When staff consultation began for a new Kings County Memorial Hospital, the conversations were expected to wrap up by July.
But that process is headed into winter.
Corinne Rowswell, the chief operating officer for Health P.E.I., said many groups still need to be consulted.
"Those things take time and we'd rather get it [as] close to right as we can," Rowswell said.
A new Kings County Memorial Hospital was announced in the province's 2021 capital budget, with $13.3 million set aside over five years for planning. Construction is expected to start in 2025.
Rowswell said that Health P.E.I. is now in the final stages of early planning with physicians, staff and Health P.E.I.'s leadership. RPG, a national consultant group, is also involved in the planning.
"What they do is they look at all of our population needs, our projected population growth — we know in P.E.I. we've had significant population growth over the last few years," Rowswell said.
"That gets taken into consideration and based on our population health needs and those projections as well, in terms of determining what future service looks like."
Keeping services close to home
Some of those things have already been determined.
The 30 beds at the hospital will stay. With a growing number of young immigrant families, there are plans to invest in obstetric care.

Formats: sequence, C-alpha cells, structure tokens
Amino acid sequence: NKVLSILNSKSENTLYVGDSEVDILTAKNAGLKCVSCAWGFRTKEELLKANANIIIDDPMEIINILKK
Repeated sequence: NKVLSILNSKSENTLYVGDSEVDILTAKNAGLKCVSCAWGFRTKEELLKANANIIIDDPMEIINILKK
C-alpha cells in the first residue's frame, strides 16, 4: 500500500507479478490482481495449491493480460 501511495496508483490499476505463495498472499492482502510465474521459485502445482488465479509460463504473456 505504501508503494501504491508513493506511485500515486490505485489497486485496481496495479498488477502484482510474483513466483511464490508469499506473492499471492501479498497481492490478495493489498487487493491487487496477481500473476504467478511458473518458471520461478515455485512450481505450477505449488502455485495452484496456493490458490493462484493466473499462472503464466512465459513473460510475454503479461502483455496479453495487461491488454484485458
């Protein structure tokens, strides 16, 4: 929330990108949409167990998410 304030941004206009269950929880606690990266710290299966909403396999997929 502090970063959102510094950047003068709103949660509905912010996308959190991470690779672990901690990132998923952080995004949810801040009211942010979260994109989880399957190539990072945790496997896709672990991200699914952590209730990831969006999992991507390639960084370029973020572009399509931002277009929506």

But Rowswell said the feedback from staff has been two-pronged.
"They have a lot of pride in the work that they do, and a lot of skill and training and they want to see that continue," she said. "They want to deliver as many services as they can close to home."
At the same time, staff understand they can only do so much with the resources available locally.
"So would we ever have a full surgical suite with neurosurgery happening at Kings County? That's very unlikely," said Rowswell.
But it could be feasible to expand diagnostic imaging and X-ray services.
"Closer diagnostics means that you're not waiting," she said. "You're not having to send people out and then duplicating the efforts."
Because of Kings County's largely rural population, ambulance services and community health care are also on the table.
While it may sound like a lot of delays and long discussions, Rowswell said that's all part of the process.
"We are planning for the future here," she said. "This isn't 2-3 years down the road. This is going to set the direction for how health services are delivered."
Corinne Rowswell is Health P.E.I.'s chief operating officer. (Brittany Spencer/CBC)
Rowswell said the planning even involves looking far ahead to see who is coming down the pipeline.
"Are the seats filled in the schools? Do we need to be going to high schools to really actively recruit in the health-care field," Rowswell said. "This isn't doctors, nurses, this is everybody that it takes to run a system as well."
Meanwhile, Charlottetown's QEH is also being redeveloped.
"One impacts the other," said Rowswell. "So when there's a conversation that happens at one facility then you go back, and we're doing that together."
Once the staff consultations wrap up, community consultations are expected to begin sometime in 2024 with an online survey.
Rowswell said many things are still being decided. Once consultations are complete, Health P.E.I. will request budget approval from the government based on its preliminary plans.
But even then, adapting to the community's needs are key.
"Things can change really quickly. We've seen that over the last couple of years. So we want to be nimble enough and have it flexible enough if things don't happen the way we hope they happen."